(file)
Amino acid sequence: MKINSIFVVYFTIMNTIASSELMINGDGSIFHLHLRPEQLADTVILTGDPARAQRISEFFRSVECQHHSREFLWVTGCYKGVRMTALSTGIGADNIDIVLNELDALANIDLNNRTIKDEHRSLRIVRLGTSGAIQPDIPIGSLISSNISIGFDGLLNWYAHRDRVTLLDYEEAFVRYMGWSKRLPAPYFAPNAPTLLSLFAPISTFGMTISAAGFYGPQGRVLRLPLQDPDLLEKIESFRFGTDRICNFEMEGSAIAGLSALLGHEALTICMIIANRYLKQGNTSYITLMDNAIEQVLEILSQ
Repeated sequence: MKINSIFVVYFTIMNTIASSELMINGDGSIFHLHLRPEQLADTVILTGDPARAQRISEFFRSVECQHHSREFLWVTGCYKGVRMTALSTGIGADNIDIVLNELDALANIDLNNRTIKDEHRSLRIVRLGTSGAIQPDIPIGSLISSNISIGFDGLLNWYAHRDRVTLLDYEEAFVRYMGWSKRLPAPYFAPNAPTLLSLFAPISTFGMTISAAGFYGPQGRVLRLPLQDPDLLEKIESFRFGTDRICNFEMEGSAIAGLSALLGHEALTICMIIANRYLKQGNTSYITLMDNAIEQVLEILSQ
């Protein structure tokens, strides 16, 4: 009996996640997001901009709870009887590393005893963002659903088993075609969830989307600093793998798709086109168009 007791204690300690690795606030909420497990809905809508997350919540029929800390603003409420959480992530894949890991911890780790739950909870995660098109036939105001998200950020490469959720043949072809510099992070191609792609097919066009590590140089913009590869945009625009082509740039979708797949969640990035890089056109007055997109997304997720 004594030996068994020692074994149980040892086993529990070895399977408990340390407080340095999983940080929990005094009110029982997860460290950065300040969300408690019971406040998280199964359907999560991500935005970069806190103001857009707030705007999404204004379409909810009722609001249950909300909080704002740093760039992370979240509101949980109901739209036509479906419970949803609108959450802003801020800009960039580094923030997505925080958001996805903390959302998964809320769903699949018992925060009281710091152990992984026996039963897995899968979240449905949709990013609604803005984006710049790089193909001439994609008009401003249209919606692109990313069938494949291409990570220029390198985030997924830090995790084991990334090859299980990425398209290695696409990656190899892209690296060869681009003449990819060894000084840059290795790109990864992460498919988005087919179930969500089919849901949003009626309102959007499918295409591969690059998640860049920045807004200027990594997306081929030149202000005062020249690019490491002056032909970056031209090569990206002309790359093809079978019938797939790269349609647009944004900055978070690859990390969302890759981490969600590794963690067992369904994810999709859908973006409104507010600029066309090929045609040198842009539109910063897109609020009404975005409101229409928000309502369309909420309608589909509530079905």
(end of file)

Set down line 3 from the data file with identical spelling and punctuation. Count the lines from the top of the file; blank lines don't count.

């Protein structure tokens, strides 16, 4: 009996996640997001901009709870009887590393005893963002659903088993075609969830989307600093793998798709086109168009 007791204690300690690795606030909420497990809905809508997350919540029929800390603003409420959480992530894949890991911890780790739950909870995660098109036939105001998200950020490469959720043949072809510099992070191609792609097919066009590590140089913009590869945009625009082509740039979708797949969640990035890089056109007055997109997304997720 004594030996068994020692074994149980040892086993529990070895399977408990340390407080340095999983940080929990005094009110029982997860460290950065300040969300408690019971406040998280199964359907999560991500935005970069806190103001857009707030705007999404204004379409909810009722609001249950909300909080704002740093760039992370979240509101949980109901739209036509479906419970949803609108959450802003801020800009960039580094923030997505925080958001996805903390959302998964809320769903699949018992925060009281710091152990992984026996039963897995899968979240449905949709990013609604803005984006710049790089193909001439994609008009401003249209919606692109990313069938494949291409990570220029390198985030997924830090995790084991990334090859299980990425398209290695696409990656190899892209690296060869681009003449990819060894000084840059290795790109990864992460498919988005087919179930969500089919849901949003009626309102959007499918295409591969690059998640860049920045807004200027990594997306081929030149202000005062020249690019490491002056032909970056031209090569990206002309790359093809079978019938797939790269349609647009944004900055978070690859990390969302890759981490969600590794963690067992369904994810999709859908973006409104507010600029066309090929045609040198842009539109910063897109609020009404975005409101229409928000309502369309909420309608589909509530079905």